Event Reviews

Herbie Hancock and the Headhunters

Senkai Hall, Osaka Japan • August 31,1998

Before I get into the review, I just want to say that there is really no reason to go to a jazz concert that is taking place in a concert hall, stadium, or outdoor festival. In fact, there is little reason to attend any concert that goes down at one of these venues, unless of course it’s glam rock. But seriously, the hard core energy and root of jazz music gets lost in all that space. At a concert hall, it is nearly impossible for the musicians to connect directly with the patrons when their sound has to get by all the ushers and assigned seats and plush decor and massive headroom and shit. And the sound usually sucks… always too much bass. There is NO EXCUSE for the sound to be so shitty in such an acoustically designed, professional, and clean (or sterile perhaps) environment.

Unfortunately, Herbie and the Headhunters played in a large concert hall and it only made their performance suffer more then their playing did. Yes, I’m sorry to say that it wasn’t the ecstatically orgasmic performance that it should have been. Never in my dreams did I imagine that I might get a chance to dig the Headhunters live in concert, and now I kind of wish that I hadn’t even gone, ‘cause what’s the point of seeing one of the greatest bands in jazz history lay down a half-assed set that sadly turned my impression of them from being the pioneers of acid jazz to the geriatrics of it.

The set started out with Bill Summers coming on stage and kicking it with some percussion work, and then Bennie Maupin jumped in on tenor saxophone and Mike “the UN-funky drummer” Clark got in, and finally Paul Jackson came out and did some of that showmanship bass that electric jazz players love to do as their introduction. This was after his failed attempt at speaking Japanese and laughing with the audience as Mr. Maupin immediately showed us how he made that “polyphony” sounding pygmy chant on “Watermelon Man” by blowing into a beer bottle with a saucy breath that no one on Earth can replicate.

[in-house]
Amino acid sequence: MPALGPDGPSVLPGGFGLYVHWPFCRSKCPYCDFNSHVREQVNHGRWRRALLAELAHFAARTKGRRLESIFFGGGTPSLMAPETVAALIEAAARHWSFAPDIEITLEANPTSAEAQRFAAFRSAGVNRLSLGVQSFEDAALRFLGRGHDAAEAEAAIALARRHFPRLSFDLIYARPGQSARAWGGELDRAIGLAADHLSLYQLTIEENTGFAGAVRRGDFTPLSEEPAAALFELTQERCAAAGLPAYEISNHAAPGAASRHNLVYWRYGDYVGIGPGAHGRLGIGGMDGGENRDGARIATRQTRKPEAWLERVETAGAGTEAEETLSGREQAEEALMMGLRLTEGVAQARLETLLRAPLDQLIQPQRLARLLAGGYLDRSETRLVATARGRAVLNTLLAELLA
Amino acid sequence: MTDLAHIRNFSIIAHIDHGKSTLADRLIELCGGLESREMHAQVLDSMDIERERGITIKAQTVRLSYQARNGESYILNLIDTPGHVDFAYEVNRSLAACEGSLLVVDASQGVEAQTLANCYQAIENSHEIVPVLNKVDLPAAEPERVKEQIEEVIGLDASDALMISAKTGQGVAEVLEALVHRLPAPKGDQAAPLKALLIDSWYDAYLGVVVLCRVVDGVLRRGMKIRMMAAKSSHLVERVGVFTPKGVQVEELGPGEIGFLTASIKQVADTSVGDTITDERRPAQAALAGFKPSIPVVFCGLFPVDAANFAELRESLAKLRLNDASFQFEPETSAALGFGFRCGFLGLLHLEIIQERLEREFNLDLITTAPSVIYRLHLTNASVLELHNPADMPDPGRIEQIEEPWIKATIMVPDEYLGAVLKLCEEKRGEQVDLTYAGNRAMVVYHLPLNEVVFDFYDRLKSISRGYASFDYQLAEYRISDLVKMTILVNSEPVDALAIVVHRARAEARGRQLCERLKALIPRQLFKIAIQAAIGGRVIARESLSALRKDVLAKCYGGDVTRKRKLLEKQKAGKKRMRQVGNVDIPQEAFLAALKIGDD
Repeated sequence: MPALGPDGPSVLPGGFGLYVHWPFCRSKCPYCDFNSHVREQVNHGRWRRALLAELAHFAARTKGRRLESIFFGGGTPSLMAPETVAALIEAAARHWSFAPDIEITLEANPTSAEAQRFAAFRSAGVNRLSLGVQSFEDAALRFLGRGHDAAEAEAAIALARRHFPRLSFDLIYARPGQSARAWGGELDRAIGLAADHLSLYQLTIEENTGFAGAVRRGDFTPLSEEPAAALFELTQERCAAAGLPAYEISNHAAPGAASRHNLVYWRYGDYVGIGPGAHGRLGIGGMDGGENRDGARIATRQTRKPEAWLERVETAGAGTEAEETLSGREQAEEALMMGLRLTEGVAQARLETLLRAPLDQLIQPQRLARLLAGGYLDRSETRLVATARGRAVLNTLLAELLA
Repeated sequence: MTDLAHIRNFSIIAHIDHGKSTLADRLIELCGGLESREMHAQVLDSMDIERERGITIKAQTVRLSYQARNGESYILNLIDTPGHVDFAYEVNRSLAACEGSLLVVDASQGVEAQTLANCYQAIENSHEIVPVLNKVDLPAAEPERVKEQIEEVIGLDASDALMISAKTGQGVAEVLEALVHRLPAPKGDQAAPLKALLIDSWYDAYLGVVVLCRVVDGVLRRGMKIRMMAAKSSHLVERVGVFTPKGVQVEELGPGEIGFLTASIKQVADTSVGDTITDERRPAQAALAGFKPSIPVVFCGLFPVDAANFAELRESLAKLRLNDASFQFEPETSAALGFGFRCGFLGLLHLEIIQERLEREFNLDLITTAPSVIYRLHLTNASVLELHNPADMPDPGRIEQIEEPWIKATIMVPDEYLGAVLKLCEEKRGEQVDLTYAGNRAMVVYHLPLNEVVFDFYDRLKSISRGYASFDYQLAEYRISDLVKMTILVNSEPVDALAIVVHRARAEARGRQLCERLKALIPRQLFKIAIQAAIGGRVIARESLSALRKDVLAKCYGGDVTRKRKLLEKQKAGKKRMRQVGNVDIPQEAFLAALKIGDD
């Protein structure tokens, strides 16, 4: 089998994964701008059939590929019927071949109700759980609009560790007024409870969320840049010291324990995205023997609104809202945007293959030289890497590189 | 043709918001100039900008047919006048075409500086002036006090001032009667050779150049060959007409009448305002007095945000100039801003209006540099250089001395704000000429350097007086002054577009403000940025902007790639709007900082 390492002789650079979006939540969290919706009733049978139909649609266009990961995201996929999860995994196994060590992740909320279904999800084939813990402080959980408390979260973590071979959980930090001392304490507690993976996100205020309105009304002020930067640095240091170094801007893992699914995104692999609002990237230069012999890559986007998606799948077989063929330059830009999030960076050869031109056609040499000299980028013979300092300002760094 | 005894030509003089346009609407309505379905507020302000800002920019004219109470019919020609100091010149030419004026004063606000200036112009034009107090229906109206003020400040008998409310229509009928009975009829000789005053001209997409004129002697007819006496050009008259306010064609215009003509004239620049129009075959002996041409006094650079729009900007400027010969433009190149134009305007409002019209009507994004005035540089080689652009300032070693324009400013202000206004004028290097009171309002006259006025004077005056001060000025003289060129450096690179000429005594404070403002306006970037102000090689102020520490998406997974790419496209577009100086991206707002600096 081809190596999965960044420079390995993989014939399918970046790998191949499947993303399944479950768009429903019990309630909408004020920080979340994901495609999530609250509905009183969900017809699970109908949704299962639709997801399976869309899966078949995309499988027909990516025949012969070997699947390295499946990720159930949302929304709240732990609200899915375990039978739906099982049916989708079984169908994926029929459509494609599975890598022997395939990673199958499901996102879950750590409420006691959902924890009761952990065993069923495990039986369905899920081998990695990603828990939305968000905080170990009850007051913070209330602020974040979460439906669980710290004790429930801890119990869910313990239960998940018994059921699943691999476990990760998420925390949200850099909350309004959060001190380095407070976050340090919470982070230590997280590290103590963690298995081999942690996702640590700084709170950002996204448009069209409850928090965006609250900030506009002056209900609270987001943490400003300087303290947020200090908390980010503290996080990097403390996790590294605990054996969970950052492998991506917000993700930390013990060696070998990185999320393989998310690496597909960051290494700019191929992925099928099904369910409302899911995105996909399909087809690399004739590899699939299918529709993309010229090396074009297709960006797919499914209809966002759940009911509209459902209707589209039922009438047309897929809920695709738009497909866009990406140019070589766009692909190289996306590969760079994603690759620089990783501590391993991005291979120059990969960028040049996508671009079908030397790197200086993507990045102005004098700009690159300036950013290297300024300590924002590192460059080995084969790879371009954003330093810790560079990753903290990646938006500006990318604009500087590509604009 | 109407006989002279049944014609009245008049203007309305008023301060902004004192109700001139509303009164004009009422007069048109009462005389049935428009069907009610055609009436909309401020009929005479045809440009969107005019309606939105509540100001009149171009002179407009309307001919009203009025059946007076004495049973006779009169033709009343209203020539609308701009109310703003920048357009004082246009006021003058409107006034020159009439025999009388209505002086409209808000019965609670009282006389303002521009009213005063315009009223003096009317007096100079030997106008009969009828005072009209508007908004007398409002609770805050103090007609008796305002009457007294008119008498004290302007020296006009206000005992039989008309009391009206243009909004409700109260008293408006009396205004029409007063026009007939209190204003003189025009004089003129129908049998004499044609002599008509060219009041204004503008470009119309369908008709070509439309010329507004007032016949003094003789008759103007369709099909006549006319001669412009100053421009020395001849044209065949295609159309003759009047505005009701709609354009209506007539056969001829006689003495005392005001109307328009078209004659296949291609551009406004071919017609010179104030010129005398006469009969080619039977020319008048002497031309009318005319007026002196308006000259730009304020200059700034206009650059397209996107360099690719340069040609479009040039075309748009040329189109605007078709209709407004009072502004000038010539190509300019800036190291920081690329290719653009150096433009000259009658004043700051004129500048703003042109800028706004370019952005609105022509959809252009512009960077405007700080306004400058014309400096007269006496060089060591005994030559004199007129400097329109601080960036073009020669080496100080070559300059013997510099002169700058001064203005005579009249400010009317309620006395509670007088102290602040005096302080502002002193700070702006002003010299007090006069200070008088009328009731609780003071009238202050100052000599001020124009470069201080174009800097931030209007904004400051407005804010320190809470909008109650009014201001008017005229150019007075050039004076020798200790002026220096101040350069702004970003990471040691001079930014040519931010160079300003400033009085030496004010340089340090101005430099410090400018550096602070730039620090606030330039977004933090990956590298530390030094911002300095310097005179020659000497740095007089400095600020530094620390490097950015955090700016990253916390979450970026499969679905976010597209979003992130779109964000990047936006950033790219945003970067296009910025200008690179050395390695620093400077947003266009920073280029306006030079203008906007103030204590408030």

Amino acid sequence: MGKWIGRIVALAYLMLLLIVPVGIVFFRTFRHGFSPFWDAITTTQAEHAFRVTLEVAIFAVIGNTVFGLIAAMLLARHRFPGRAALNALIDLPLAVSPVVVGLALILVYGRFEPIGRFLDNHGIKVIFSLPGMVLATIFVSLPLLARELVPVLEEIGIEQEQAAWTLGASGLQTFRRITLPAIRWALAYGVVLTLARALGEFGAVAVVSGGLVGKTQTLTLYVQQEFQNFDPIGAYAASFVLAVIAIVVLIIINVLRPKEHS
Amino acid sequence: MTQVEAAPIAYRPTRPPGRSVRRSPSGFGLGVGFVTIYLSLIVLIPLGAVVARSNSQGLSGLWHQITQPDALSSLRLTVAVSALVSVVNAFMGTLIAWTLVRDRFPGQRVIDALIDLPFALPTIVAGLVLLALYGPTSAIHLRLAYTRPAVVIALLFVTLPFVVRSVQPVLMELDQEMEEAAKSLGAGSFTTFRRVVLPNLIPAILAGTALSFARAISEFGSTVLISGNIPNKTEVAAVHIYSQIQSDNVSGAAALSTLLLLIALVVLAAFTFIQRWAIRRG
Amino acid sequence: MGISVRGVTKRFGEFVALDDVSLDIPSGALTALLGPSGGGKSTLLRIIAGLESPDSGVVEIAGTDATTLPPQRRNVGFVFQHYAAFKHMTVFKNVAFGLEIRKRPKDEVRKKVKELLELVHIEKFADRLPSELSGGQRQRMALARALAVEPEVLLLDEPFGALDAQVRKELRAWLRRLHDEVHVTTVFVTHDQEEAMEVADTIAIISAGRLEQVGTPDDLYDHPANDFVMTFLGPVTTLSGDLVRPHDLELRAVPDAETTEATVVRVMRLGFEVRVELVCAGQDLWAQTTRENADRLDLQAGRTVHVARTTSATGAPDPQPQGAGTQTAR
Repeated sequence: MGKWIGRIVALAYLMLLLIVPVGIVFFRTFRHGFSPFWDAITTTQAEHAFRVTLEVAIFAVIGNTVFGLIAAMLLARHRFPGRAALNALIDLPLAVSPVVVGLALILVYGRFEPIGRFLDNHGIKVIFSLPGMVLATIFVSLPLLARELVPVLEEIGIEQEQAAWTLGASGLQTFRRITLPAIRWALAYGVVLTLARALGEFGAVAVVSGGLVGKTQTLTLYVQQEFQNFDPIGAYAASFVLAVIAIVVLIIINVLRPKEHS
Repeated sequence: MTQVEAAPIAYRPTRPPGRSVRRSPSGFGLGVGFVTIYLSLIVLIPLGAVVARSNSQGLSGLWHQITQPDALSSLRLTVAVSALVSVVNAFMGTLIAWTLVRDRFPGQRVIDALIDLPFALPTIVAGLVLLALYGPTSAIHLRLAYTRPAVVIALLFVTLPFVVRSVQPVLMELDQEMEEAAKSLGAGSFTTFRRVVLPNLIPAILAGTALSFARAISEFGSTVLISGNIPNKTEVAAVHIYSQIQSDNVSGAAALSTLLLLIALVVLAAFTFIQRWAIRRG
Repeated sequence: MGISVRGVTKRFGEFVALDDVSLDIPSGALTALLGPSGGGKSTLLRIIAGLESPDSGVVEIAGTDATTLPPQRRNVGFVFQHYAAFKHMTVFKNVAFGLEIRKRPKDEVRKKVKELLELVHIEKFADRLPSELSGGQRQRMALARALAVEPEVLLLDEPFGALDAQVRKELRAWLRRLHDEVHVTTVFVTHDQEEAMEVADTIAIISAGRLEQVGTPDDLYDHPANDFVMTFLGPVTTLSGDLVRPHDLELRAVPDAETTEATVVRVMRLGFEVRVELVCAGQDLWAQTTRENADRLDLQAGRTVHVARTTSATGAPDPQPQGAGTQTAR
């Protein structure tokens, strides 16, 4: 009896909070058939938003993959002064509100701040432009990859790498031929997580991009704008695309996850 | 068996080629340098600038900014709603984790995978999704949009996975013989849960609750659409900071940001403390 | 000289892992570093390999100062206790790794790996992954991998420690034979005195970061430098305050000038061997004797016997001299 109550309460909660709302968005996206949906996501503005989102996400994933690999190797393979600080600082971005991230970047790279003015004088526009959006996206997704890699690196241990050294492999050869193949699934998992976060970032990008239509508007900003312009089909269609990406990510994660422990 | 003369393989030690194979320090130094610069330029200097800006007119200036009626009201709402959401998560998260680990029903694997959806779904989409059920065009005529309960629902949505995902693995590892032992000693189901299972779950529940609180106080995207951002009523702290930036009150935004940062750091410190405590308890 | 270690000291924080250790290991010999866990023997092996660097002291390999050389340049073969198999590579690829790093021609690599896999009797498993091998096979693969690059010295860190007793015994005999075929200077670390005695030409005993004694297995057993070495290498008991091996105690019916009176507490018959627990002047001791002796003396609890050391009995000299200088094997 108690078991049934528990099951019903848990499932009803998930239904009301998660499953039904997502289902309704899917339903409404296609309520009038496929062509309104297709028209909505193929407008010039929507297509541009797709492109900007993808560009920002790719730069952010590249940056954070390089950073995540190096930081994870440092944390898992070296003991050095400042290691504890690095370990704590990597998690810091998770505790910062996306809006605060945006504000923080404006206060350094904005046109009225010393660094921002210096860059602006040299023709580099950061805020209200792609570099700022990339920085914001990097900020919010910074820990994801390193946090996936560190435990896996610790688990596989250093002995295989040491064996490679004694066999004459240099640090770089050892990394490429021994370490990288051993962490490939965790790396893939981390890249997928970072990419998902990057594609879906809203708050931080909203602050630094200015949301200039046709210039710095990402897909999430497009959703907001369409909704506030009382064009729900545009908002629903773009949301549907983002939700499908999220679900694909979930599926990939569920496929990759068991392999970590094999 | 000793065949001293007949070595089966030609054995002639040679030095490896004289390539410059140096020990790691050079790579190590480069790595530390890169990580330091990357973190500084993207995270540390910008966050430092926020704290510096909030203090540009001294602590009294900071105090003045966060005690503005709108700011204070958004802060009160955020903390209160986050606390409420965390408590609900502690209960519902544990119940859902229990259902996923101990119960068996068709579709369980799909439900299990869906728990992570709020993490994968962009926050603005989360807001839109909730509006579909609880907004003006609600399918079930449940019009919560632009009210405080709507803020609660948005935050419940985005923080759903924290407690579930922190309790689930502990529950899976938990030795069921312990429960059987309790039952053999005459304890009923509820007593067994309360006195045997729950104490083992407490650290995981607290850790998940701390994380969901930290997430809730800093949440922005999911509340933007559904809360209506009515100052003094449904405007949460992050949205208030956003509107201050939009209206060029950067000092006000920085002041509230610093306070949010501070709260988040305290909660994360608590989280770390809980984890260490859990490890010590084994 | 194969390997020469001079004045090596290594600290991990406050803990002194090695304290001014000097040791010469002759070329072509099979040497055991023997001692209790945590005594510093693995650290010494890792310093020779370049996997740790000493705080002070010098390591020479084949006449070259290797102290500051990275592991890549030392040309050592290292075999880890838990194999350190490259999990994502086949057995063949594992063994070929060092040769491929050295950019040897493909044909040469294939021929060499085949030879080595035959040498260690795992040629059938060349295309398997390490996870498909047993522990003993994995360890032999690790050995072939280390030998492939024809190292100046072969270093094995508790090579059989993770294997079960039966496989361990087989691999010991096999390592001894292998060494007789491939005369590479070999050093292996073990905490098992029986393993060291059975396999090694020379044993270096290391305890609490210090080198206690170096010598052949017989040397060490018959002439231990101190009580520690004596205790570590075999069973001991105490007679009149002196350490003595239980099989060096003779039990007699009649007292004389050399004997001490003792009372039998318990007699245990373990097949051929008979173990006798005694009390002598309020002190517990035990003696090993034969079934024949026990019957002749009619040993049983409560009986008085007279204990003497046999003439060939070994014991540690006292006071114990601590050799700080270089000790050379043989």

The man of the hour, Mr. Hancock, showed up, and the band went into a lengthy series of new material from their new album, Return of the Headhunters. Don’t think I’ll be buying that one. It was just kind of lukewarm funk, old folks trying to dig on a fresh ’90s sounding acid jazz. It was sad in many ways. I get the feeling that they jumped on a retro train and instead of really doing some funky riff searching, just threw out some mediocre funk and electric jazz. Too modern-sounding all around, and almost contemporary in many ways.

It was explained to the audience that the line up of musicians for the evening was the “original” Headhunters. The drummer was not on the album entitled Headhunters, but he did tour with the group and played on some live recordings back in the mid ’70s. This guy sucks though. The fact that this brother is a white guy just lends to the popular belief that white kids don’t have the funk, but then again this is Japan, the land of synchronized dancing and people who couldn’t find a beat to save their damn souls. Anyway, Mike Clark was a really sorry addition to the group this evening, with his addiction to the snare and straight-ahead beats that were far far far from funk enthused.

And then there was Paul Jackson, who broke a fucking bass string thirty seconds into the second song. For the entire performance, except when he embarrassed himself with soulful singing about the children of the future (JESUS – kill me now, I never want to hear another soul/funk song about children and the future or any shit like that again – CHRIST!), he cranked his bass so loud that it was dominating the city of Osaka. Seriously, you had to strain to hear the rest of the musicians who were drowning in a bowl of cream of bass soup.

I have nothing bad to say about Benny Maupin or Bill Summers, who were without a doubt the most killer players of the evening. And then there was Herbie, who was good, but his levels were too low. I couldn’t believe it! I couldn’t hear his playing clearly half the time… even on monumental numbers like “Chameleon” and “Watermelon Man” – he was drowning in the soup of sorrow. I was also a bit sad to see him playing on modern Roland keyboards rather then on some funky clavinets and old school synths, but he is a tech freak.

What else is there to say? It took them about 90 minutes to warm up and they finally got around to some impressive playing when they did their signatures “Chameleon” (the most frequently reproduced or ripped-off song in Acid Jazz) and “Watermelon Man,” but even then, there was little improvisation and not enough enthusiasm to make the live versions better then the recorded. And then the show was over. Two “thirty dollar bills” for a ticket, two beers, and two hours of music later, and it was over. I shouldn’t have gone. It ruined my dream of seeing one of the greatest groups in jazz history live. But your heroes must die someday, and the [rip-off retro] Nineties are as good a place as any for that to happen.

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